I think that you actually want it to sag when you get in, because the load carried is substantial compared to the vehicle weight. The shock should be significantly compressed (Fox recommends one-quarter of the stroke length) when you're in and stationary. Select the spring stiffness for best ride, and set the height with the preload adjuster.
 

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FA:
Your vehicle looks great. Very solid design, wise to use off-shelf motorcycle and go-kart components. The shocks are fine--I've been experimenting with similar ones and they work very well for small autocycles. Can't really expect a "pillowy soft" ride on a small autocycle anyway, it might even cause handling problems.

The 1kW motor is a bit on the small side but I take it you weren't planning to race this or drive it on freeways. Top speed will likely be around 20-25 mph.

Today is like a "Golden Age" for small DIY EVs. Instead of being forced to scour junkyards or pay full retail for OEM motorcycle or auto components, there is a large "underground" of sellers on eBay, Aliexpress and Amazon with suspension, wheels, drivetrain parts, electrical and so on. Motors and digital controllers were usually very costly before 2010 but now are almost commodity items. So are lithium batteries. I suspect it's literally much cheaper/easier to scratchbuild an EV now than it EVER was in the past.
 

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Discussion Starter · #19 ·
My Slingshot kart started "acting up" over the weekend.
It would still "go" buy it was very "lacidasical" (no spunk)

The power meter showed ~54V in the batt pack
...but, when the throttle was applied, there was no substantial change in the amp draw.

My first thought was the battery (Chinese Lithium battery with built-in BMS)
(did a cell die or maybe the BMS wasn't letting the "power" come thru)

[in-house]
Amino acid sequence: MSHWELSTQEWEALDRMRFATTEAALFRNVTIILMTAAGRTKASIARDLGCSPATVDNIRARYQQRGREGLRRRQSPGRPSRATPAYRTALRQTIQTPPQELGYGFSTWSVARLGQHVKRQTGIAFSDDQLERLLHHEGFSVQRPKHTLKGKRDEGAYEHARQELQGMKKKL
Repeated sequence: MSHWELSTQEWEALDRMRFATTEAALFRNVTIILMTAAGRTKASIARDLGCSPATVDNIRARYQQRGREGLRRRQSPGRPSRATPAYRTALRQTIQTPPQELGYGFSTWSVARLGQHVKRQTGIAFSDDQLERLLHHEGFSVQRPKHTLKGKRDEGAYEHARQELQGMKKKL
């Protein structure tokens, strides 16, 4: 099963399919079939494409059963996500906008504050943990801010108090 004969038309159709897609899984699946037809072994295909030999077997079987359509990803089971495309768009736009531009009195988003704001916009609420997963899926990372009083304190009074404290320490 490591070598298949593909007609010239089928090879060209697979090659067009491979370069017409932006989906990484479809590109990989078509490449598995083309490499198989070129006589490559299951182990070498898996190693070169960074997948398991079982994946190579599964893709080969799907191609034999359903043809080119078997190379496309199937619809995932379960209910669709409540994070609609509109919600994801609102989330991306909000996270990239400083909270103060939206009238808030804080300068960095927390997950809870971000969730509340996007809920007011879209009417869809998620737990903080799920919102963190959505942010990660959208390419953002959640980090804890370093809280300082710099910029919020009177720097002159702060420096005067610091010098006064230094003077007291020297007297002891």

...but, I tested it on another kart & it seemed to work fine (had & delivered, plenty of power)

Second thought was maybe the motor got "overworked"
...but, it seemed to check out OK too

* About (1) month ago, I switched the driven sprocket from a 72T down to a 60T, to increase the top speed a bit.
(72T = ~16MPH & 60T = ~21MPH)

Third thought (I'm running out of thoughts) must be the speed controller

So, I switched the speed controller
...& she's "Back in Business" (seems to be fine now)

Investigating, I opened up the SC, to see what I could see
...& it looks like a capacitator "blew out" (it even pretty much "desoldered itself from the board)
Circuit component Line Electrical wiring Hardware programmer Electronic component

Here is a comparison pic the (2) capacitators that were in this SC
Circuit component Gas Auto part Cylinder Metal

I checked it after several "runs"
...& the SC would get warm
...but, never really hot

Hmmm...was it overworked because of the gear ratio change?
* It never seemed to be "struggling or straining" :unsure:
 

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Discussion Starter · #20 ·
I was just thinking, could this be a "classic case" of capacitator "blow out" by the "in rush"?

These little 48V motors/controllers, that they sell for go karts, don't usually "mention" a pre-charge circuit.
(not, even the 60V models like I have on my Aerial Atom kart)

Is this what happens when a capacitator "blows out" from a huge "inrush" of current?

Here is a more close-up pic
...& pointing to where the "blown out" capacitator was mounted
Those (2) resistors (in the middle) looks like they may have "took a hit" too